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His hobby yields a museum featuring 7,000-plus crosses

WILLIAMSBURG, Ky. (BP)–His head recently went bald, evidence of a renewed bout with malignant lymphoma. But the Southern Baptist pastor who organized the nation’s largest cross museum finds comfort in knowing his accomplishment will outlive him.
“We all want our life to have some permanence beyond our years on earth,” said Robert Williams, who retired from the pulpit 10 years ago but does supply preaching. “It gives me a good feeling to know I’ve done something that will be here after I’m gone. A lot of people don’t have that opportunity.”
The Carl Williams Cross Museum is the outgrowth of a hobby that began several decades ago. It is named after his late son, a pastor who died in an accident in 1981. While Robert maintained the collection for a while in a storefront operation in downtown Louisville, Ky., several years ago he donated it to Cumberland College, Williamsburg, Ky., a Christian college that receives a portion of its funding from the Kentucky Baptist Convention.
The college has since hosted a pair of conferences on the cross which drew attendees from across the nation. More than 5,000 people visit the museum annually, and information about it appears on the school’s Internet site (www.cumber.edu).
Bob Dunston, chairman of Cumberland’s religion and philosophy department, said the collection reinforces the college’s Christian identity and lets the public know what values are important to their educational process.
“It gives me an opening in Christian history class and to have students involved in research on the cross and symbolism in the church,” he said. “Having a museum and a place to do research says a lot about a college. Not only do we want to train students, but we want to link them to the past and create information to move into the future.”
More than 7,100 crosses and crucifixes fill the museum, along with paintings, drawings, photographs, carvings, candles, communion trays and Bibles.
The crosses include a number owned or fashioned by Williams, a craftsman and self-described “trader” who still uses sales from a Louisville flea market to help generate funds for the museum. There’s the chaplain’s cross he received while serving in the United States Air Force in the early 1950s. And a wooden cross he made from an old kitchen counter at one of the churches he pastored. His favorite is a six-foot-tall cross he made by welding metal scraps together.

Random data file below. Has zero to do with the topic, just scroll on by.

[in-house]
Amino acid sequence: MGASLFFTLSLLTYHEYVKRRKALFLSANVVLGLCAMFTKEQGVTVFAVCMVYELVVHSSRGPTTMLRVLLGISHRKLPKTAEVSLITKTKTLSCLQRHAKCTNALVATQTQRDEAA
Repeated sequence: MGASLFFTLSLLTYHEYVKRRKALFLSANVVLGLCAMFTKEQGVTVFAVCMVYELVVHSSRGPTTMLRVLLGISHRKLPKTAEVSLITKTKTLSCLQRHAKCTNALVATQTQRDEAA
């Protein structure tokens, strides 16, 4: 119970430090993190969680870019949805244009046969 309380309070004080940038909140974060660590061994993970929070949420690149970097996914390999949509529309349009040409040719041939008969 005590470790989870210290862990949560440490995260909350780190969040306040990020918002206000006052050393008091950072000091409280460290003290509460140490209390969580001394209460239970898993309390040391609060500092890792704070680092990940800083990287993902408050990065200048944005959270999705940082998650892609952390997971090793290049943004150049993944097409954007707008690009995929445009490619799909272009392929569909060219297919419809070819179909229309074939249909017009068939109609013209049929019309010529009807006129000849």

Meanwhile, the far-ranging variety of crosses in the museum come from places like Ireland, Honduras, Peru, Germany and Czechoslovakia. There is a crystal cross from Russia, which was donated by two Southern Baptist missionaries there, and a dark-colored Russian Orthodox item with two holes in it. Approximately 200 years old, Williams believes the holes were made from bullets.
The collection includes some unique selections — and stories behind them.
There is a small cross tipped in gold which came from Alabama’s Libby Prison, an 1863 Civil War heirloom donated by one family. The only place gold could have come from in those circumstances was someone’s teeth, Williams said.
Inmates from a state prison about 20 miles north of Louisville contributed two of the most unusual. One features a man crumpled near the base of the cross with a ball and chain nearby, leading Williams to note, “There’s a lot of symbolism in these crosses. You’ve got to look beyond the surface.”
The other reflects the state’s tobacco heritage — it was made from portions of Camel cigarette packs. Its creator contacted Williams for help upon his release. Responding to the plea, the pastor found him an apartment and secured a job interview. But the next morning, Williams found the apartment was vacant. Ironically, the ex-prisoner left behind a book titled, “Vanished.”
“You don’t regret doing that,” he chuckled about the disappointment. “You’ve got to try, but it’s up to the individual to make the effort. I would have driven to [the prison] just to get the cross.”
Despite the large number, the collection isn’t the world’s largest. That distinction belongs to Ernie Rada of San Jose, Calif., who recently was notified his 8,400-plus inventory had made the Guinness Book of World Records. However, it’s in Rada’s garage because he hasn’t been able to find financial backing for a museum.
Besides, Williams said his goal is not enlarging his collection, but to begin cataloging and explaining it. A museum should be an interpretive center, he said, not simply a collection of things.
That said, he is trying to decide how to mark some controversial items, such as a cross pin once used by the rock group Black Sabbath and another that belonged to astrologer Jeanne Dixon.
“I wanted to deal with controversial items rather than ignore them,” Williams said, “to help people see that some, like rock groups, misuse the cross. And Jeanne Dixon. Are you going to look to astrological signs or God? But I haven’t figured out how to put a sign up there saying, ‘This is inappropriate.’”
There are three reasons for an emphasis on the cross, the veteran pastor said. It serves as a reminder of what God did for us, it acts as a witness to faith and it serves as a challenge to live as Christ did, he explained.
As the cross-stitch hanging on a museum wall reminds, “God gave us the cross. The cross gives us God.”

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  • Ken Walker